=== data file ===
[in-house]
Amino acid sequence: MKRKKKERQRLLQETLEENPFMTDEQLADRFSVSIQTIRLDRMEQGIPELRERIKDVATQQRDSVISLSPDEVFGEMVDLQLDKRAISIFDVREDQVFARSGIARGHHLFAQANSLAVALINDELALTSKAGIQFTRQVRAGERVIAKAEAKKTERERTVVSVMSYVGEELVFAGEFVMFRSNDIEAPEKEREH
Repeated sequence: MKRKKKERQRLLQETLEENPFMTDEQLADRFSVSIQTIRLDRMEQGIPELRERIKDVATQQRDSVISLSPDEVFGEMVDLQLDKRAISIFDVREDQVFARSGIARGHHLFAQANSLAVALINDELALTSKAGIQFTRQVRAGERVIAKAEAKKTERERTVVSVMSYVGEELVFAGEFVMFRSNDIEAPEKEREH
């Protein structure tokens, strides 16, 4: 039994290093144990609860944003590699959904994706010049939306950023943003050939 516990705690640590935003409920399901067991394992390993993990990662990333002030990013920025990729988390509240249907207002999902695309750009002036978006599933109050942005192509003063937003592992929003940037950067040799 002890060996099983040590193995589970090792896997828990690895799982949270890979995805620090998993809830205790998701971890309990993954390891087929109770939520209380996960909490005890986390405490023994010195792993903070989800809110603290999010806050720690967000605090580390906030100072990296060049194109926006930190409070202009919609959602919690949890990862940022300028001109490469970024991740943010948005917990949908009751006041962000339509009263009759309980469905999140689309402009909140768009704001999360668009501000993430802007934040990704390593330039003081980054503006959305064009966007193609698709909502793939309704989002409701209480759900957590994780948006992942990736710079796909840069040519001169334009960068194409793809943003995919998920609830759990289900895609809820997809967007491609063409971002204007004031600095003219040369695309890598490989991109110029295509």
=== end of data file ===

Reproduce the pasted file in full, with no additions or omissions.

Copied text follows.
[in-house]
Amino acid sequence: MKRKKKERQRLLQETLEENPFMTDEQLADRFSVSIQTIRLDRMEQGIPELRERIKDVATQQRDSVISLSPDEVFGEMVDLQLDKRAISIFDVREDQVFARSGIARGHHLFAQANSLAVALINDELALTSKAGIQFTRQVRAGERVIAKAEAKKTERERTVVSVMSYVGEELVFAGEFVMFRSNDIEAPEKEREH
Repeated sequence: MKRKKKERQRLLQETLEENPFMTDEQLADRFSVSIQTIRLDRMEQGIPELRERIKDVATQQRDSVISLSPDEVFGEMVDLQLDKRAISIFDVREDQVFARSGIARGHHLFAQANSLAVALINDELALTSKAGIQFTRQVRAGERVIAKAEAKKTERERTVVSVMSYVGEELVFAGEFVMFRSNDIEAPEKEREH
């Protein structure tokens, strides 16, 4: 039994290093144990609860944003590699959904994706010049939306950023943003050939 516990705690640590935003409920399901067991394992390993993990990662990333002030990013920025990729988390509240249907207002999902695309750009002036978006599933109050942005192509003063937003592992929003940037950067040799 002890060996099983040590193995589970090792896997828990690895799982949270890979995805620090998993809830205790998701971890309990993954390891087929109770939520209380996960909490005890986390405490023994010195792993903070989800809110603290999010806050720690967000605090580390906030100072990296060049194109926006930190409070202009919609959602919690949890990862940022300028001109490469970024991740943010948005917990949908009751006041962000339509009263009759309980469905999140689309402009909140768009704001999360668009501000993430802007934040990704390593330039003081980054503006959305064009966007193609698709909502793939309704989002409701209480759900957590994780948006992942990736710079796909840069040519001169334009960068194409793809943003995919998920609830759990289900895609809820997809967007491609063409971002204007004031600095003219040369695309890598490989991109110029295509």